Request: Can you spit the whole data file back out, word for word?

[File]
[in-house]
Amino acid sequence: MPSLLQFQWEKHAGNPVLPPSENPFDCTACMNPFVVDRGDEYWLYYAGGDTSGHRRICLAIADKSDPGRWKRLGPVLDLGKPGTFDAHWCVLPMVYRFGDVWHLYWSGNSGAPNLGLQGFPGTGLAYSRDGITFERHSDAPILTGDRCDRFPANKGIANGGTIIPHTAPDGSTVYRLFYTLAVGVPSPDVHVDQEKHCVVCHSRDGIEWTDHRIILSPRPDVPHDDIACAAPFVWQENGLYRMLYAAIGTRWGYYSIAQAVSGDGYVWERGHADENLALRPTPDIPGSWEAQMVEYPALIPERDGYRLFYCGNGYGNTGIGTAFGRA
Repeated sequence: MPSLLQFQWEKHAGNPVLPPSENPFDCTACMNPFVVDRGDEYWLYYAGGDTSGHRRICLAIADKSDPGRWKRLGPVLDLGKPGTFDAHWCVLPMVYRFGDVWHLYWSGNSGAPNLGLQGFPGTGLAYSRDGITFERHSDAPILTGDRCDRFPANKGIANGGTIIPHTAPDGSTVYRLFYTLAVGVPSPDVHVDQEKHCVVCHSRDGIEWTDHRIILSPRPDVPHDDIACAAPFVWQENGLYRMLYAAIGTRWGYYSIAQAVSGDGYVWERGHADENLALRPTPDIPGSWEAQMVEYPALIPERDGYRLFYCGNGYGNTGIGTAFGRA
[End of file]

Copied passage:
[in-house]
Amino acid sequence: MPSLLQFQWEKHAGNPVLPPSENPFDCTACMNPFVVDRGDEYWLYYAGGDTSGHRRICLAIADKSDPGRWKRLGPVLDLGKPGTFDAHWCVLPMVYRFGDVWHLYWSGNSGAPNLGLQGFPGTGLAYSRDGITFERHSDAPILTGDRCDRFPANKGIANGGTIIPHTAPDGSTVYRLFYTLAVGVPSPDVHVDQEKHCVVCHSRDGIEWTDHRIILSPRPDVPHDDIACAAPFVWQENGLYRMLYAAIGTRWGYYSIAQAVSGDGYVWERGHADENLALRPTPDIPGSWEAQMVEYPALIPERDGYRLFYCGNGYGNTGIGTAFGRA
Repeated sequence: MPSLLQFQWEKHAGNPVLPPSENPFDCTACMNPFVVDRGDEYWLYYAGGDTSGHRRICLAIADKSDPGRWKRLGPVLDLGKPGTFDAHWCVLPMVYRFGDVWHLYWSGNSGAPNLGLQGFPGTGLAYSRDGITFERHSDAPILTGDRCDRFPANKGIANGGTIIPHTAPDGSTVYRLFYTLAVGVPSPDVHVDQEKHCVVCHSRDGIEWTDHRIILSPRPDVPHDDIACAAPFVWQENGLYRMLYAAIGTRWGYYSIAQAVSGDGYVWERGHADENLALRPTPDIPGSWEAQMVEYPALIPERDGYRLFYCGNGYGNTGIGTAFGRA